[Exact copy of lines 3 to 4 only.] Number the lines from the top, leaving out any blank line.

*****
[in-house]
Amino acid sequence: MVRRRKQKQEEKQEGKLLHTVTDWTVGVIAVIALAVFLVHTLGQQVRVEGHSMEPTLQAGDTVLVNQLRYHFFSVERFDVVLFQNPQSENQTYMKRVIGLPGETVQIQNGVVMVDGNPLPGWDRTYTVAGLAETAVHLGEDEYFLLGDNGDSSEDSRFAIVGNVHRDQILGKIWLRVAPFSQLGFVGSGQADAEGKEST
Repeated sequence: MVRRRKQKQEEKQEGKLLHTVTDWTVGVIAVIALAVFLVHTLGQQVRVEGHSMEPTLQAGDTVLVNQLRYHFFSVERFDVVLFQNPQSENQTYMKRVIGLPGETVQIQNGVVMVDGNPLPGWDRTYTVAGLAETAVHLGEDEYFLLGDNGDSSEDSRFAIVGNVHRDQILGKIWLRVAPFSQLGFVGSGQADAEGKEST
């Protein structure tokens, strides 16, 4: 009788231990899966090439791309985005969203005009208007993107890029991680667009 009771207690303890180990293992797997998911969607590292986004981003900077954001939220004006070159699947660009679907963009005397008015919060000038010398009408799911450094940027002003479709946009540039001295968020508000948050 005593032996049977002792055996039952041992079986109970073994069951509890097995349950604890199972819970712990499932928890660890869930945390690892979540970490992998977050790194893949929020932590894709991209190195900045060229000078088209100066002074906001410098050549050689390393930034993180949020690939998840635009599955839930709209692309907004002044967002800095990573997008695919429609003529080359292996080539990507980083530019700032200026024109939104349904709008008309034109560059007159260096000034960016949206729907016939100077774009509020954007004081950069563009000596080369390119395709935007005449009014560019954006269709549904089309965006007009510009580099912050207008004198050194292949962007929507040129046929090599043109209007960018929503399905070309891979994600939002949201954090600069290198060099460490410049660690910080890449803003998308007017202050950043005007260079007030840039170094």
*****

Repeated sequence: MVRRRKQKQEEKQEGKLLHTVTDWTVGVIAVIALAVFLVHTLGQQVRVEGHSMEPTLQAGDTVLVNQLRYHFFSVERFDVVLFQNPQSENQTYMKRVIGLPGETVQIQNGVVMVDGNPLPGWDRTYTVAGLAETAVHLGEDEYFLLGDNGDSSEDSRFAIVGNVHRDQILGKIWLRVAPFSQLGFVGSGQADAEGKEST
């Protein structure tokens, strides 16, 4: 009788231990899966090439791309985005969203005009208007993107890029991680667009 009771207690303890180990293992797997998911969607590292986004981003900077954001939220004006070159699947660009679907963009005397008015919060000038010398009408799911450094940027002003479709946009540039001295968020508000948050 005593032996049977002792055996039952041992079986109970073994069951509890097995349950604890199972819970712990499932928890660890869930945390690892979540970490992998977050790194893949929020932590894709991209190195900045060229000078088209100066002074906001410098050549050689390393930034993180949020690939998840635009599955839930709209692309907004002044967002800095990573997008695919429609003529080359292996080539990507980083530019700032200026024109939104349904709008008309034109560059007159260096000034960016949206729907016939100077774009509020954007004081950069563009000596080369390119395709935007005449009014560019954006269709549904089309965006007009510009580099912050207008004198050194292949962007929507040129046929090599043109209007960018929503399905070309891979994600939002949201954090600069290198060099460490410049660690910080890449803003998308007017202050950043005007260079007030840039170094």